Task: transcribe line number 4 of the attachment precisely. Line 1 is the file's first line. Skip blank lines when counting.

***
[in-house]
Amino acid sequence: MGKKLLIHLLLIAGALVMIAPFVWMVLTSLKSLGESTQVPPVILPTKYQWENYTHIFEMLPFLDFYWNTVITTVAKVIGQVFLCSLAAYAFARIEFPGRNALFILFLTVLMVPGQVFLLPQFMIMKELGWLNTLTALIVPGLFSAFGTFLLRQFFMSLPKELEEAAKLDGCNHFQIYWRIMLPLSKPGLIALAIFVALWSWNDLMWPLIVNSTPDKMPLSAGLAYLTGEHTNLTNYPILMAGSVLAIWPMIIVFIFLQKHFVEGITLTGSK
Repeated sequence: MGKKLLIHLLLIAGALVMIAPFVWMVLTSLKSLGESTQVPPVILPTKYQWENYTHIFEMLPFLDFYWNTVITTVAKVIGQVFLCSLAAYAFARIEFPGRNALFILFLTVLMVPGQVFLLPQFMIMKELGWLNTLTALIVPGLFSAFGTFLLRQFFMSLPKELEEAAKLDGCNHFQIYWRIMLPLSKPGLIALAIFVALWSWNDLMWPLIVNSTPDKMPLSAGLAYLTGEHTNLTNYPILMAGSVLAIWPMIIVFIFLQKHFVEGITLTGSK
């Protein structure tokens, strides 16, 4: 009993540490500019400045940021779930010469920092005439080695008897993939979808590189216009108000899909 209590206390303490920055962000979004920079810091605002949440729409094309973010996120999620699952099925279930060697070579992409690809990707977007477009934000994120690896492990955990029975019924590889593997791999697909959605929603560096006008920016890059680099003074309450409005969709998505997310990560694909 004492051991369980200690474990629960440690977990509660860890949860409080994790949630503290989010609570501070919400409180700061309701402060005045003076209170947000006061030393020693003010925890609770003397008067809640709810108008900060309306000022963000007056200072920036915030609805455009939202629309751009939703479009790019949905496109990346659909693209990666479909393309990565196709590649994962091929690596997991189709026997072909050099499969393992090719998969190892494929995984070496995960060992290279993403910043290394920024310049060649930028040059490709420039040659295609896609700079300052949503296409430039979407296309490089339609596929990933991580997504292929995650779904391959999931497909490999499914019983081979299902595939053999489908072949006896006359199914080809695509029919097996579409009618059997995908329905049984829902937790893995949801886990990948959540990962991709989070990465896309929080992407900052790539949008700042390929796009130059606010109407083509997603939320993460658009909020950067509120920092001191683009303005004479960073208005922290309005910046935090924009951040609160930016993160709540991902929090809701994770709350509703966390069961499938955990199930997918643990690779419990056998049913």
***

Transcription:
């Protein structure tokens, strides 16, 4: 009993540490500019400045940021779930010469920092005439080695008897993939979808590189216009108000899909 209590206390303490920055962000979004920079810091605002949440729409094309973010996120999620699952099925279930060697070579992409690809990707977007477009934000994120690896492990955990029975019924590889593997791999697909959605929603560096006008920016890059680099003074309450409005969709998505997310990560694909 004492051991369980200690474990629960440690977990509660860890949860409080994790949630503290989010609570501070919400409180700061309701402060005045003076209170947000006061030393020693003010925890609770003397008067809640709810108008900060309306000022963000007056200072920036915030609805455009939202629309751009939703479009790019949905496109990346659909693209990666479909393309990565196709590649994962091929690596997991189709026997072909050099499969393992090719998969190892494929995984070496995960060992290279993403910043290394920024310049060649930028040059490709420039040659295609896609700079300052949503296409430039979407296309490089339609596929990933991580997504292929995650779904391959999931497909490999499914019983081979299902595939053999489908072949006896006359199914080809695509029919097996579409009618059997995908329905049984829902937790893995949801886990990948959540990962991709989070990465896309929080992407900052790539949008700042390929796009130059606010109407083509997603939320993460658009909020950067509120920092001191683009303005004479960073208005922290309005910046935090924009951040609160930016993160709540991902929090809701994770709350509703966390069961499938955990199930997918643990690779419990056998049913």